Description

OffSiteOnTime is an extension of SiteTime, an iteration of the performances and activations that took place during the residency at Vermont Arts Council. OffSiteOnTime scenes are grounded conceptually in resilience to a changing process, that one can continually adapt both physically and psychologically to a shifting landscape, be it literal or metaphorical. The scenes are not fixed performances but act as moving research, one that changes according to the environment. The qualities of the site in which a scene takes place dictates both the concept and its performers. One informs the other.

Scene Two: Falling – January 9, 2018 This was the first scene of OffSiteOnTime, Miller and the members of the Performance Lab had been rehearsing for their performance of Falling, to take place at the Vermont Arts Council but the date was pushed back due to extreme cold weather conditions. Yet they had designed and sewn costumes of Tyvek to shelter themselves from the cold, and they were determined to carry on with the performance – even if in an alternate location. They performed this iteration of Falling in the parking lot of The Karma Bird House, in Burlington, Vermont, under the streetlights and cold windy night sky. The dancers moved slowly through the industrial parking lot, wrapped in Tyvek, leaning into and supporting each other’s movements.
Scene Three: Breathing – May 11, 2018 Breathing was a practice in strength and endurance. For two months, dancers worked weekly with trainer Joey Besl at Premiere Strength & Performance in Shelburne, VT. Through the process of rigorous training, dancers learned to push, pull, and hold their own weight for extended periods of time. This iteration of Breathing became a glimpse into their research and process. The audience was equally challenged in strength and resilience as they watched through the tall windows of the private gym forced to stand outside in the cold, while performers worked up a sweat cycling through stretching, lifting, and weight training movements at the same time the UVM Rugby team performed their rigorous weekly training. During the performance, Micah Dudash’s video of Scene Two: Falling was projected on the wall at the entrance of the gym and monitors were set up in the windows streaming close up photos from the training, photographed by Kelly Holt – providing a deeper look into the process of the performance.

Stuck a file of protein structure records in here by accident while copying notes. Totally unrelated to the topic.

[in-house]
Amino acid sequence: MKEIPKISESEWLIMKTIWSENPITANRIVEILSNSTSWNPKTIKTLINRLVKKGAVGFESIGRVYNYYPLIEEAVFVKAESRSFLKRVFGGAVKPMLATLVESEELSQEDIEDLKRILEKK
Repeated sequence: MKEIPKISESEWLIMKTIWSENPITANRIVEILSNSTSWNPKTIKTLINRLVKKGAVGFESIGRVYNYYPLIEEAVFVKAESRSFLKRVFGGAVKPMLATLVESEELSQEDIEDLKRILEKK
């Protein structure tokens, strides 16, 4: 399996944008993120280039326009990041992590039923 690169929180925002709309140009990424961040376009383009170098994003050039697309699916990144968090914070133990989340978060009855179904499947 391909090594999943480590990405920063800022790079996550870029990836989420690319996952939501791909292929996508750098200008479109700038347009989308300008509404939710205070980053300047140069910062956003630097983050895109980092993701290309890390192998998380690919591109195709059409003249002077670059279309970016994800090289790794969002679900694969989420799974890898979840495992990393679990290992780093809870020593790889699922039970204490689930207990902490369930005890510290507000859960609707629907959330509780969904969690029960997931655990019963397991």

Scene Three: Breathing – May 22, 2018 The third iteration of Breathing took place in a stairwell, a former elevator shaft, at the core of The Karma Bird House in Burlington, VT. The dancers sustained their slow movement for 90 minutes as they moved from the the bottom of the stairwell to the top. They held positions, focused on their breath, leaning into one another, supporting themselves and each other through upper body and core strength; building on what they gained from their work with personal trainer Joey Besl at Premier Strength & Performance.

The dancers wore plastic garment bags that were silkscreened with abstracted text, adding an additional challenge during the performance. In contrast to the body’s elasticity and its ability to breathe, the thin plastic was neither elastic nor breathable The condensation and sweat stayed locked between skin and plastic and made the dancers’ breath visible. Leading towards the stairwell, photographs by Kelly Holt and Renee Greenlee of previous scenes were shown on televisions rested on tree stumps.

And in the stairwell, a stack of two televisions showed Micah Dudash’s video of Scene Two: Falling played on a loop throughout the performance. The stairwell was also filled with a sound piece by Alder; layers of musical tracks and field recordings from training sessions created echoes of weights, guiding voices, and exaggerated breaths – giving shape to the space and contrasting the slow pace of the dancer’s movements.
Details

Dancers
Holly Chagnon, Mireya Guerra, Sage Horsey, Lydia Kern, Navah Stein

Photographers Renee Greenlee &Kelly Holt

Video Micah Dudash

Sound Alder Studio

Costume Design and Production Erika Senft Miller

Perspectives